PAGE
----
2 minute read
J. Madeleine Nash/Chicago

What does smoking a cigarette have in common with snorting cocaine? Not a great deal, or so most people like to believe. In fact, for weeks Bob Dole has been playing into the conventional wisdom–and the hands of his supporters in the tobacco industry–by saying on campaign stops across the country that though nicotine may be habit forming, that doesn’t necessarily make it addictive. Scientists, however, say otherwise. And last week, in an article published by the journal Nature, a team of Italian researchers provided perhaps the most compelling reason yet to classify nicotine as an addictive drug.

The research was done on rats that had been injected intravenously with a small dose of nicotine, about as much as a smoker receives from a single drag on a cigarette. The team, led by Gaetano di Chiara, a neuroscientist at the University of Cagliari, then monitored the biochemical changes that occurred in the nucleus accumbens, an area of the brain that appears to control the process of addiction.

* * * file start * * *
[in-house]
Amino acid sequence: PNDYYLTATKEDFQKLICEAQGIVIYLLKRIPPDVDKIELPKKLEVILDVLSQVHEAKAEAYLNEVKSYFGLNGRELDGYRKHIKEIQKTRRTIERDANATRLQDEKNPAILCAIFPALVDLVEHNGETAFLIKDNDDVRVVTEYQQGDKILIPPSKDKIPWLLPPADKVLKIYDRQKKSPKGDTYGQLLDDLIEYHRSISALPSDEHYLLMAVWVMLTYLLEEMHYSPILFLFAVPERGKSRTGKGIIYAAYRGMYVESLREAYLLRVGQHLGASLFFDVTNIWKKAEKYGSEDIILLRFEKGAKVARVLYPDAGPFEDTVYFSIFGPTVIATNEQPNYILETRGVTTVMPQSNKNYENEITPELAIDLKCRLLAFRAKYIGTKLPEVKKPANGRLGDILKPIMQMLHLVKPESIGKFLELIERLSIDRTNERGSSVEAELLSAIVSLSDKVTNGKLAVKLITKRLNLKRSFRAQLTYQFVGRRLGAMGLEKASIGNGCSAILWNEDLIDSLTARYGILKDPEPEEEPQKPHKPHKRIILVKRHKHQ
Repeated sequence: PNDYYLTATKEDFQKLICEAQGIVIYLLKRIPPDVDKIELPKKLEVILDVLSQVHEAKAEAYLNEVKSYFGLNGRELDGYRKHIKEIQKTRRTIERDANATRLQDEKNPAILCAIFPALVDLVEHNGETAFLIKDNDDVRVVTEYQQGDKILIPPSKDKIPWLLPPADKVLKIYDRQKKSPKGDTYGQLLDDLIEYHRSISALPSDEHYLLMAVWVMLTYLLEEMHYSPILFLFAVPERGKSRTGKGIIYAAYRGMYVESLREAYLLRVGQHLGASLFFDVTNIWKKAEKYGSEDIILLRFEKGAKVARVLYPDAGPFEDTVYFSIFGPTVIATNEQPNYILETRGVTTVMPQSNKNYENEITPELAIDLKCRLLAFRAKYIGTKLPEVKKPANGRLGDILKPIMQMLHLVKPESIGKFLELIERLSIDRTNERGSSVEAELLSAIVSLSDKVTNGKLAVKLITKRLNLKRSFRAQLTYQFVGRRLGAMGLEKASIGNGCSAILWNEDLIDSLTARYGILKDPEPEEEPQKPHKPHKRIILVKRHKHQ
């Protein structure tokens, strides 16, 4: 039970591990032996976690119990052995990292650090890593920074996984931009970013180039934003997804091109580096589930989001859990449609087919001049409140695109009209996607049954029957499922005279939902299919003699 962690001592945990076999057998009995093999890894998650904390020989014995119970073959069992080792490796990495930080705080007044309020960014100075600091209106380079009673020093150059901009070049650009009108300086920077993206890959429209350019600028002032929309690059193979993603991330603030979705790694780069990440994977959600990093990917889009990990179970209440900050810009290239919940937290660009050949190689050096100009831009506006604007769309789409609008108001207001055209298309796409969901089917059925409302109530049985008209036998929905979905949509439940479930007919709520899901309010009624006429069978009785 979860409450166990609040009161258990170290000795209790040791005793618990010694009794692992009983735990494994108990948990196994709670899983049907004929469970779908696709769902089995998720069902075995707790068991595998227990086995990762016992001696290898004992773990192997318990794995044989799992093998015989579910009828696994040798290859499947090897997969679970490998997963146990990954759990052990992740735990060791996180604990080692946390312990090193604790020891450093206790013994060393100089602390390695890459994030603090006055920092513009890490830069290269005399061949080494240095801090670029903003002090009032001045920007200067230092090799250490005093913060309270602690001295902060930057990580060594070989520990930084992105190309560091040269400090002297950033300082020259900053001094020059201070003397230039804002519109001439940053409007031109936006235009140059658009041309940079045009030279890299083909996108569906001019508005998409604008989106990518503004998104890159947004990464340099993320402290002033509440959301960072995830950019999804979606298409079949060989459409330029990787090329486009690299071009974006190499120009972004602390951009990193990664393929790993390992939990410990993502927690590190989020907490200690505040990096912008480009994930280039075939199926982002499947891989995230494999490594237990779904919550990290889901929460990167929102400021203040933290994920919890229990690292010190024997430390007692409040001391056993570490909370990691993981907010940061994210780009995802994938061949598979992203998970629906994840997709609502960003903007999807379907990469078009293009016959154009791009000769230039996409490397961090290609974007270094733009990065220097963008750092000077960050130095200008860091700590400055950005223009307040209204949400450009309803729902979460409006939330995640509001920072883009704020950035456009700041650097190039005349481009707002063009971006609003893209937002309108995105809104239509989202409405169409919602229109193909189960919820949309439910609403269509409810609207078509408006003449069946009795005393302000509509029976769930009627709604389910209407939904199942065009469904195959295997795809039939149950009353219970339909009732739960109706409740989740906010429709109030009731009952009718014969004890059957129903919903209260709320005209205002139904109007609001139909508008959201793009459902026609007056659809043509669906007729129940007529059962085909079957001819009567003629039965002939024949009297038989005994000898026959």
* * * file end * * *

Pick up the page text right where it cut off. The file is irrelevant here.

What the researchers found was striking. Levels of a powerful brain chemical called dopamine dramatically increased in the outermost shell of the nucleus accumbens, a region that is richly endowed with connections to one of the brain’s most important emotional centers, an ancient structure known as the amygdala.

Why is this important? A virtually identical pattern of biochemical activity, Di Chiara’s group had earlier established, accompanies injections of cocaine, amphetamines and morphine. The brain, in other words, appears to make no distinction between addictive drugs and what smokers prefer to think of as just a bad habit.

–By J. Madeleine Nash/Chicago

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